When shopping for a used RV, the most important inspection is the roof. If you fail to spend the time it takes, you could easily end up with a money pit. The cost to properly fix a major roof leak could easily exceed the value of the RV you are buying, so don’t take this process lightly!
- Take a ladder with you and walk around on the roof. If the seller has a problem with this, they likely have something to hide. When inspecting the roof, the most suspect areas are usually the corners and above the slide out.
- Walk every square foot of the roof. Look at all corners and apply pressure to find any possible soft spots.
- Rubber evaluation While you are on the roof evaluate the condition of the EPDM rubber as well as the lap seal around antennas, roof vents, cap trim, etc. I like to use a scale of 1-10. EPDM has a 10 year useful life if left outside in the sun/elements. For this reason, the 1-10 scale works well for age and condition. The roof in the picture above is a perfect 10. It’s newly installed and kept in storage. The roof in the pictures below are a 1-2. The surface is chalky and showing large areas of black spots. These black spots are basically the bottom coating of a 2 layer EPDM. This means that the roof is nearing or past its useful life and in need of replacement. If by some miracle there weren’t any leaks during the life of this roof, an after marking roof coating product could be used to buy you some more time.
- Interior ceiling – Once you are inside the RV, look around the corners, around A/C, roof vents, skylight, etc. for any water stains, discoloration, swelling in the cabinets or around the bottom of doors.
- Use your nose! Smell is also a very good indicator. If it smells musty and damp, you likely have water damage.
- Walk every square inch of the floor including the slide-out. Look for soft spots or any repairs that don’t look original or correct. You’ll be shocked to find that extensive repairs from a roof leak can cost well into the thousands, not to mention loss of use for the months it’s being rebuilt. That said, finding a used RV without a previous leak is going to be rare, just make sure it was fixed professionally and corrective action was taken to seal the roof or exterior trim. If you find that the leak was covered up and not repaired ..RUN!
- Inspect the undercarriage. Polar packages have made it difficult to see much. Before the early/mid-2000s, most RVs likely didn’t have this option, thus making inspection of the undercarriage very easy. Aside from the polar underlining, all that is protecting the bottom of the RV is a plastic liner on the bottom of the sub-flooring. Between the liner and sub-floor is fiberglass insulation. Once a leak develops, water can get trapped between the flooring and the liner. Enough water and the liner will fill up and sag, trapping moisture in and causing huge problems. Being able to see this is impossible with the hard-plastic underpinning covering the length of the RV. My advice is to check for any recent repairs or removal of the polar lining, check for water stains or dripping around the seams. Lastly, check to see if there are any areas on the frame where the plastic attaches that holds an abnormal amount of rust. Any of these signs and it’s a good possibility you have a real problem.
- Recent RV roof coatings – If during your inspection it looks like the seller has “painted” the top of the roof with an aftermarket roof coating, you should be very wary. I am not a big fan of the products. When you have roofing material that is wet and rotten, coating the top rubber with an aftermarket product is just sealing in the moisture, filth, and rot. If you see a used RV with one of these coating products, you should ask a lot of questions. Chances are good that the application wasn’t a preventative measure. If you need a new roof, plan to pay up to $8000 to have it replaced.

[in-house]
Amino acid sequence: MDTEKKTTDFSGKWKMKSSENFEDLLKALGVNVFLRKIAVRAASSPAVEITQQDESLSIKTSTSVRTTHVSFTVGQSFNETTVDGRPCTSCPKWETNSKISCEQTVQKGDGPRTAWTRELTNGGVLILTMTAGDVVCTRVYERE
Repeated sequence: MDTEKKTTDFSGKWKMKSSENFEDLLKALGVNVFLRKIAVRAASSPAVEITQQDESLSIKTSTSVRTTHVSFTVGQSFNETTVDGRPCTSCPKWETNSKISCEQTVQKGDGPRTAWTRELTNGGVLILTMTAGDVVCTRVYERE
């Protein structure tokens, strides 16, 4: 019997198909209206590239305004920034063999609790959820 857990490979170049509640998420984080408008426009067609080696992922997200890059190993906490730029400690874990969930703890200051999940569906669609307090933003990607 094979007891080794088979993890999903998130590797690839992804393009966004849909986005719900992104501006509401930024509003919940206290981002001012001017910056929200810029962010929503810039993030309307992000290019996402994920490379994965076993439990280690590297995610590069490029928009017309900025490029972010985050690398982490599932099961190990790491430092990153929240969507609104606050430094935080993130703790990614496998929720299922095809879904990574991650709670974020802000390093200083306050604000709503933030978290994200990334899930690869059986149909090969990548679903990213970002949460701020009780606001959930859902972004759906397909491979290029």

Conclusion: If the roof is solid and it’s apparent that the owner kept up with the care and maintenance then you may have found a great deal! However, in the more likely scenario you find a soft spot or obvious recent repair, follow it and see if you can pinpoint how far the damage goes into the RV and ALWAYS get estimates for repairs prior to any negotiation. NEVER take advice from the seller, especially if they say they fixed it themselves. Ask more questions and consider having a reputable shop do an inspection.
Picture Note: This was the roof of a 12 year old RV that the seller claimed was stored under shelter and in pristine condition. The rubber roof is in terrible shape with the black under-layer showing in the front, cracked skylight, missing plumbing vent-cap, rubber separation around rear roof vent, and a terrible home DIY silicone seal job on the front seam. The EPDM rubber had almost completely turned to powder and had a “chalk-like” texture. When the seller added the silicon to the front cap seam all they really did was seal in moisture, furthering the problem. The front 6″-8″ of the RV roof was completely rotten and full of ants and roaches. Strangely enough, the front bedroom and bathroom looked really good with very few signs of water.
Picture note: Doesn’t look that bad does it? From this inspection, an untrained eye would have trouble believing that the roof of this RV was completely rotten. The water had been hitting the back side of the paneling and 90% of it was flowing out of the RV between the metal front and interior panels. For this reason it could be easy to believe a seller’s statement that its a “small” leak that has been repaired.